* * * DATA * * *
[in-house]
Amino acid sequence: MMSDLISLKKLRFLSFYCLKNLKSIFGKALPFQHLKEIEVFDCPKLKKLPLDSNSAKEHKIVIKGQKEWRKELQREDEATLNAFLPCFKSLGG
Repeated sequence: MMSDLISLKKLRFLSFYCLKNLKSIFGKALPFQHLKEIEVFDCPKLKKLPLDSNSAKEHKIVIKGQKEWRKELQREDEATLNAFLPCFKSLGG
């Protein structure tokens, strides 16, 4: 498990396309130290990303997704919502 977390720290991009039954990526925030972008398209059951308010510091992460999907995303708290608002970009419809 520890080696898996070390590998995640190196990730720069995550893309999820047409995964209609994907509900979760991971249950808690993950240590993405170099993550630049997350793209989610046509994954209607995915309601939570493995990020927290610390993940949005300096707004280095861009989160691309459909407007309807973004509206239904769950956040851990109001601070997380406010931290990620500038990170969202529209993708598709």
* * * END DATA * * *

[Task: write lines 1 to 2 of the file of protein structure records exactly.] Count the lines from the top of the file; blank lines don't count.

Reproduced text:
[in-house]
Amino acid sequence: MMSDLISLKKLRFLSFYCLKNLKSIFGKALPFQHLKEIEVFDCPKLKKLPLDSNSAKEHKIVIKGQKEWRKELQREDEATLNAFLPCFKSLGG